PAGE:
The scene: at our local dance studio, a pair of teenage boys lingers outside the social space / changing and storage area as some girls block the entrance. Eventually we hear:
Some Girl: Walk away, Chris. They’re naked.
What some of you may already know is that telling a teenage boy that there are naked girls nearby virtually guarantees that he won’t walk away. In fact, I’m half surprised the pair didn’t immediately repel down a ventilation duct from the roof just to get around the blockaded entryway.
Mark this date for posterity: we have officially entered The Future.
A company called James Law Cybertecture International (Special Projects) Ltd (whose terrible name we will overlook) has announced a product called the Cybertecture Mirror: Reflective window into a digital life.
The Cybertecture Mirror
The “mirror” aspect of this product is that light reflects off its surface to provide users with a picture of themselves. This technology has been known to mankind for generations.
But the “cyber” aspect is that it’s an Android-powered computer that can project onto the mirror’s surface realtime data like the weather, the owner’s current (and historical) weight, and messages from various social networks. And, being Android-powered, the extensibility is almost endless.
Now when you wake up and face your mirror in the morning, you can — as has been dreamed in decades of science fiction — see an up-to-the-minute picture of the world at large.
The only downside I see is that some percentage of the people you contact on Facebook may now be answering while naked after getting out of the shower. And that’s just a little creepy.
Plotting the information in 10,000 status updates shows what times of year see the most breakups, and it looks like we’re headed into one of the worst seasons. Apart from the strategically placed highs and lows (e.g., hardly anybody breaks up over Christmas) what I find most fascinating is the apparent constant, inescapable breakups that are happening every day of the year.
I’d love to see what the graph of people beginning relationships looks like. I’m betting some parts of it overlap (suggesting people are breaking up because they’ve found someone else) while others may show gaps indicating more people tend to be in (or out of) relationships at a particular time of year.
These data are reminiscent of those on the OkTrends site I found in April. Neither is an exercise in inarguable statistics from random samples, but for the people who are included (i.e., those who self-selected to use Facebook or OkCupid) we get a truly fascinating picture of their social lives we may never otherwise have seen.
The Ballerina Project showcases photographs of ballerinas posing in everyday locations throughout New York City and Boston. It’s an enthralling mixture of the surreal beauty of ballet and the very different beauty of a historic city.
Dane Shitagi is the photographer behind the project and describes it this way:
The New York City Ballerina Project grew from the idea of New York City as a magnet for creativity; each photograph is a collaborative work of dance, fashion design and photography played out against the city’s landscape.
One of the most striking features of the photographs is the almost complete lack of other people in the background. The dancers pose in apparent isolation, reminiscent of the magical departure from reality that ballet always seems to bring.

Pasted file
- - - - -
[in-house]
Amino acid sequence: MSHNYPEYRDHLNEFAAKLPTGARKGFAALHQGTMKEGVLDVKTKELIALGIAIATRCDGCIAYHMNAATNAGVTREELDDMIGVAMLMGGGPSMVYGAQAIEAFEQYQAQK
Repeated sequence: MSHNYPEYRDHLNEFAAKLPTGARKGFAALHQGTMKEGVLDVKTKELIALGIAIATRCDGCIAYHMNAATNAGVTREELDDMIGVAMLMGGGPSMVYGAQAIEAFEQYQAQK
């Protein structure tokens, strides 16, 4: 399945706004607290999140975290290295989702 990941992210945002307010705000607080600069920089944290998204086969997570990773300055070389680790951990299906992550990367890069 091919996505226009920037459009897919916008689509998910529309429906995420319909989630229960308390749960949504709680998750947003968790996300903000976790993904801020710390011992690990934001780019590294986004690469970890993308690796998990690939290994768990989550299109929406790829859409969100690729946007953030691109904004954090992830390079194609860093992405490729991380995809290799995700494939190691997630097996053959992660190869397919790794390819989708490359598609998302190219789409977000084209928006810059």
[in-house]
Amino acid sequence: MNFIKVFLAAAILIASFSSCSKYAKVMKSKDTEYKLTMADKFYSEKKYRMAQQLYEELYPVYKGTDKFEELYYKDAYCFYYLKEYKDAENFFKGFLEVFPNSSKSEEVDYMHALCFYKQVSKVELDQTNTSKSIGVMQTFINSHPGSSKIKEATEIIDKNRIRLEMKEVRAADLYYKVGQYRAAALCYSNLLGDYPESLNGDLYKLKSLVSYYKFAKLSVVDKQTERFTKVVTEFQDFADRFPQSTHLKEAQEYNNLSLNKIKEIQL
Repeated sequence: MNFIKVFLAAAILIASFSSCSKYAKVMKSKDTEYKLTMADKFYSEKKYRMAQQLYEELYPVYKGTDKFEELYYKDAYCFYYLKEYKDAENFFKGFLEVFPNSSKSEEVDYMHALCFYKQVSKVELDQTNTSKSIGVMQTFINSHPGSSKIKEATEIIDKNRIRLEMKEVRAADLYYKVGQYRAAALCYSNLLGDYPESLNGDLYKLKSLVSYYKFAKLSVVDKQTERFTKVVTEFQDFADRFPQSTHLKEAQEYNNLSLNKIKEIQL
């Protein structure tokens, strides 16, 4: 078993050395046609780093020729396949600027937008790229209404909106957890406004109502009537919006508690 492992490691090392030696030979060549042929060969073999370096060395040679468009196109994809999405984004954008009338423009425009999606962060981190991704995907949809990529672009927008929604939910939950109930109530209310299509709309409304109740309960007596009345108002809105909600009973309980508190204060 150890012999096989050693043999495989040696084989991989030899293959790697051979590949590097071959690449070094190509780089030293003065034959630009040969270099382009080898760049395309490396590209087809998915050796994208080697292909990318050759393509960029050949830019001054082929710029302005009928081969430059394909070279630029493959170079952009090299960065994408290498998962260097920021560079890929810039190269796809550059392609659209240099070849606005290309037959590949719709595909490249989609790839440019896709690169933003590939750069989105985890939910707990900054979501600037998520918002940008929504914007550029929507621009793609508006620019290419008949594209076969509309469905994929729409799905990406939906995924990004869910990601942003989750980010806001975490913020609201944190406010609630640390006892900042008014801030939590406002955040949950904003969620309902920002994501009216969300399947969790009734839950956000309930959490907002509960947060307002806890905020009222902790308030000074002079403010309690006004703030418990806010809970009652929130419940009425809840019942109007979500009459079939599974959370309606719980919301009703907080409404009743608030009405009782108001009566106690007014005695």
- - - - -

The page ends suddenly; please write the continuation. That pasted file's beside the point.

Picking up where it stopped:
Halloween has always been a great testament to the flexibility of our capitalist economy.
A Halloween Superstore took over a massive (previously abandoned) retail space at our town’s shopping mall this year — an anchor location that might once have been a Sears or a JCPenney. They converted half the space into an enormous stock room and the other half into display areas for packaged costumes, masks, wigs, makeup, accessories (like “Toto in a Basket” to accompany the quintessential Dorothy costume), and elaborate holiday decorations (like bloodied hands you can place strategically under your garage door to frighten unsuspecting children).
Of course, at dawn on November 1st, the entire operation became a liability. The remaining inventory was immediately reduced to 50% its original prices and sold off to people planning for next year. The store closed a couple days later.
The extra candy stockpiled at grocery stores across the country was also reduced to clearance prices on November 1st, kitschy candy buckets in the shapes of pumpkins and severed heads were thrown away to linger forever in landfills, and trick-or-treaters everywhere stuffed this year’s costumes back into dressers and closets to be forgotten until next year.
It’s capitalism at its finest. An industry emerges overnight and disappears by the next morning, all for the sake of profiting from a few hours of children’s entertainment.
But this doesn’t compare in brilliance to the economic transaction a friend of ours offers her children after every Halloween: “I’ll buy as much candy as you’re willing to sell for 5¢ apiece. Then you can use the money to go buy a toy you can keep forever, instead of candy that will be gone after you eat it.”
The kids get toys to play with and eat less sugar, while the parents get to devour Halloween treats without the guilt of taking candy from their babies.
After discovering The Four Quarters earlier this year, I’ve checked in periodically to find new videos on their YouTube channel from time to time. The Canadian a cappella group just recently out of high school covers a delightful and spectacular mix of doo-wop tunes and Broadway favorites, all in four part harmony.
Their new CD, A Pocket Full of Change, became available through Crystal Ball Records just three days ago, and they’ve posted a new (and entirely perfect) arrangement of Mr. Sandman:
I suggest you immediately buy the new CD. For $17.45, how can you not?